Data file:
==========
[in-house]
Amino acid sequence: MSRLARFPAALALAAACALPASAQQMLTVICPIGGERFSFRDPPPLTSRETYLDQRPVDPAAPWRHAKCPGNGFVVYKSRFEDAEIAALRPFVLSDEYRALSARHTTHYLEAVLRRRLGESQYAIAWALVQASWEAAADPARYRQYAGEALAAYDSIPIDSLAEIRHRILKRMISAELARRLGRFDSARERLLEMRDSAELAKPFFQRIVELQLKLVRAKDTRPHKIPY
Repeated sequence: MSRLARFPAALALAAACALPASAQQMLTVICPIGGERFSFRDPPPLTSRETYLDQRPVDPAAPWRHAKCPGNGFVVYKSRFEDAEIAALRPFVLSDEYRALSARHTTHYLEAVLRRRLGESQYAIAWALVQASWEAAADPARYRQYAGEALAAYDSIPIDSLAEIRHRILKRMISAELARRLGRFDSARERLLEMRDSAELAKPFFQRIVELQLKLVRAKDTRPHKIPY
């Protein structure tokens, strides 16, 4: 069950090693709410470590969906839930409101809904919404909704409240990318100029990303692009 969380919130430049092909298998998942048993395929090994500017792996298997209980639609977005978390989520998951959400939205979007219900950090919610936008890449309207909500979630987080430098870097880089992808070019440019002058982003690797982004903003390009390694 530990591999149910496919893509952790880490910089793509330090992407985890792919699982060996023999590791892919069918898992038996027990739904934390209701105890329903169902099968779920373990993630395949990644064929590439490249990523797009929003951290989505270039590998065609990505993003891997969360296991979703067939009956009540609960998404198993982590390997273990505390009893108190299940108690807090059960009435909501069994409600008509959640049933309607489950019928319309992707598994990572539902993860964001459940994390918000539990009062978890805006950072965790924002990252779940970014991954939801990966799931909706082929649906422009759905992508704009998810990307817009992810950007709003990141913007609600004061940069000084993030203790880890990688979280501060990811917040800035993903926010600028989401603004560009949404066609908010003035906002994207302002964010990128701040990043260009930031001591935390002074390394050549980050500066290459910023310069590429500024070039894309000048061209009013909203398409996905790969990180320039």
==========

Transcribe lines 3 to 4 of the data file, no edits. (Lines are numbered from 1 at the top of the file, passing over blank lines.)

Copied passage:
Repeated sequence: MSRLARFPAALALAAACALPASAQQMLTVICPIGGERFSFRDPPPLTSRETYLDQRPVDPAAPWRHAKCPGNGFVVYKSRFEDAEIAALRPFVLSDEYRALSARHTTHYLEAVLRRRLGESQYAIAWALVQASWEAAADPARYRQYAGEALAAYDSIPIDSLAEIRHRILKRMISAELARRLGRFDSARERLLEMRDSAELAKPFFQRIVELQLKLVRAKDTRPHKIPY
């Protein structure tokens, strides 16, 4: 069950090693709410470590969906839930409101809904919404909704409240990318100029990303692009 969380919130430049092909298998998942048993395929090994500017792996298997209980639609977005978390989520998951959400939205979007219900950090919610936008890449309207909500979630987080430098870097880089992808070019440019002058982003690797982004903003390009390694 530990591999149910496919893509952790880490910089793509330090992407985890792919699982060996023999590791892919069918898992038996027990739904934390209701105890329903169902099968779920373990993630395949990644064929590439490249990523797009929003951290989505270039590998065609990505993003891997969360296991979703067939009956009540609960998404198993982590390997273990505390009893108190299940108690807090059960009435909501069994409600008509959640049933309607489950019928319309992707598994990572539902993860964001459940994390918000539990009062978890805006950072965790924002990252779940970014991954939801990966799931909706082929649906422009759905992508704009998810990307817009992810950007709003990141913007609600004061940069000084993030203790880890990688979280501060990811917040800035993903926010600028989401603004560009949404066609908010003035906002994207302002964010990128701040990043260009930031001591935390002074390394050549980050500066290459910023310069590429500024070039894309000048061209009013909203398409996905790969990180320039």